And with dotShabaka Registry, one of the first four new gTLDs to go live, opting for the 60-day Sunrise, that means early bird pricing is ending sooner than might have been expected.
Rather than direct discounts, the early bird offer instead awards extra “status points” that can be accumulated to secure lower bulk registration prices.
Trademark owners would have to submit quite a lot of trademarks, or use an agent that is passing the discounts on to its customers, in order to qualify for the lower prices.
In this penultimate entry in the dotShabaka Diary series, dotShabaka general manager Yasmin Omer officially announces the launch of the Sunrise period for شبكة., the first new gTLD to enter this phase.
Saturday 2 November 2013
It’s with great pleasure that I can finally say that we are the first new gTLD Registry Operator to commence its Sunrise Period! I’m truly excited about taking this TLD to the Arabic speaking world and revolutionising their Internet experience. So what’s happened since the last entry?
We received, and responded to, the TLD on-boarding Information Request from ICANN. New gTLD Registry Operators (and their Registry Services Providers) should be prepared to promptly provide ICANN with technical information regarding:
- The Registry Operator’s provision of the zone file access service;
- Bulk thin registration data access to ICANN;
- Data Escrow – Registry Reporting Interface;
- Implementation of the URS system;
- EPP extensions for the TLD; and
- EPP SLA Monitoring.
We requested the registration of our IDN Table on the IANA Repository of IDN Practices.
We obtained approval of our TLD Startup Information from ICANN. It’s certainly clear from our interactions with ICANN that the process of, and the requirements for, obtaining IBM’s acceptance of Sunrise dates and ICANN’s approval of TLD Startup Information, is yet to be defined. As a result, there was a delay in obtaining ICANN’s approval of our TLD Startup Information.
If you’re a new gTLD Registry Operator and you want your TLD Startup Information approved quickly, here are some tips:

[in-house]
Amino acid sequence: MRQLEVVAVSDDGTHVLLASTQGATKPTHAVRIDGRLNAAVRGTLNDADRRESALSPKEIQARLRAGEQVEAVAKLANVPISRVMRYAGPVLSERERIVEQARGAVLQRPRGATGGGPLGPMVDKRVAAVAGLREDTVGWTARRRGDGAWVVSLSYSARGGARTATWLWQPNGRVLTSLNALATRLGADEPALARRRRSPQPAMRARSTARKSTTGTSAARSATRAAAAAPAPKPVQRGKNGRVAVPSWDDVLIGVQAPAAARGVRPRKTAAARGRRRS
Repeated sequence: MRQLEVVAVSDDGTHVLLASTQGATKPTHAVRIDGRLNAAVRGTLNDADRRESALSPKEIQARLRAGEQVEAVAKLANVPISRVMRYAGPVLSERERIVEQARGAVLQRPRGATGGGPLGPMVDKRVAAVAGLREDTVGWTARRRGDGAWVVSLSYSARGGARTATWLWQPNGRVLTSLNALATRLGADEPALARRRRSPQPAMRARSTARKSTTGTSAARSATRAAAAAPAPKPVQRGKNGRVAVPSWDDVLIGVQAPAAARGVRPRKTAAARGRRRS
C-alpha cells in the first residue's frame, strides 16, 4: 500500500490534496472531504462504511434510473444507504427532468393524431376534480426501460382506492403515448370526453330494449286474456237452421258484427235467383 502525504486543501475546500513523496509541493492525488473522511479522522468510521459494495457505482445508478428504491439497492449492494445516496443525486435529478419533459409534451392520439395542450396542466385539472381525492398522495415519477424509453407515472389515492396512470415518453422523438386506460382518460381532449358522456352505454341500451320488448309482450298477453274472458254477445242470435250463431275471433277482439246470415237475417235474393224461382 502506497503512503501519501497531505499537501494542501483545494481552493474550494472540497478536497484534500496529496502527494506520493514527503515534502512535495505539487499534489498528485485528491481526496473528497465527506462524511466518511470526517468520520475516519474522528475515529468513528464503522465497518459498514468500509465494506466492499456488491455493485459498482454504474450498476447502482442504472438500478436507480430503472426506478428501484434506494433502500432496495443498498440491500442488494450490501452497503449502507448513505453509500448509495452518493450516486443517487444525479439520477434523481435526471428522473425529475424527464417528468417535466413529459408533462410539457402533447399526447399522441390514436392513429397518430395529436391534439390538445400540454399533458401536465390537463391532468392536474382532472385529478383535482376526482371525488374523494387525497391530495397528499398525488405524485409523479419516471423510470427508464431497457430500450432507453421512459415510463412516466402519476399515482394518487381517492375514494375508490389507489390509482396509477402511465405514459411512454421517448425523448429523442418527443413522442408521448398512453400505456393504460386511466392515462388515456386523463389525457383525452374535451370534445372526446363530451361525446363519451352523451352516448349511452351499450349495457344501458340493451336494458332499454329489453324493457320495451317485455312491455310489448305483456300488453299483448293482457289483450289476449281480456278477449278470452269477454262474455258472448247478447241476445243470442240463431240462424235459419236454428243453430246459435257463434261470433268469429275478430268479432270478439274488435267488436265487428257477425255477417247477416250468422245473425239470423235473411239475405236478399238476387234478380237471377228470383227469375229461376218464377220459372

- Once you have a fair idea of when your Sunrise will commence (could be before you’re delegated), reach out to IBM independently and request a number of potential dates. The team at IBM has been very responsive by promptly accepting our Sunrise dates.
- Include your eligibility policy for general registration with your TLD Startup Information. Yes, ICANN has explicitly stated that this is not a requirement they have imposed but it seems that they need it.
- Remember that ICANN’s review is a legal review. Ensure that your policies very clearly demonstrate your compliance with the relevant requirements. Use diagrams.
- Be prepared to respond to ICANN or IBM at any time – they’re both on opposite sides of the world to each other. ICANN thankfully ensure that the process is interactive, so be prepared to interact.
Good luck to everyone. We look forward to being joined by many more New gTLD Registry Operators in Sunrise.
Read previous and future diary entries here.
The Trademark Clearinghouse has started accepting submissions under the new “Trademark+50″ service, with prices starting at about $76.
It’s now called the Abused DNL (for Domain Name Label) service.
It allows trademark owners to add up to 50 additional strings — which must have been cybersquatted according to a court or a UDRP panel — to each record they have in the TMCH.
To validate labels found in court decisions, it will cost mark owners $200 and then $1 per abused string. For UDRP cases, the validation fee is $75.
If you’re on the “advanced” (read: bulk) fee structure, the prices drop to $150 and $50 respectively.
To add a UDRP case covering 25 domains to the Abused DNL would cost $100 in the first year and $25 a year thereafter, for example.
Adding a trademark to the TMCH costs between $95 and $150 a year, depending on your fee structure.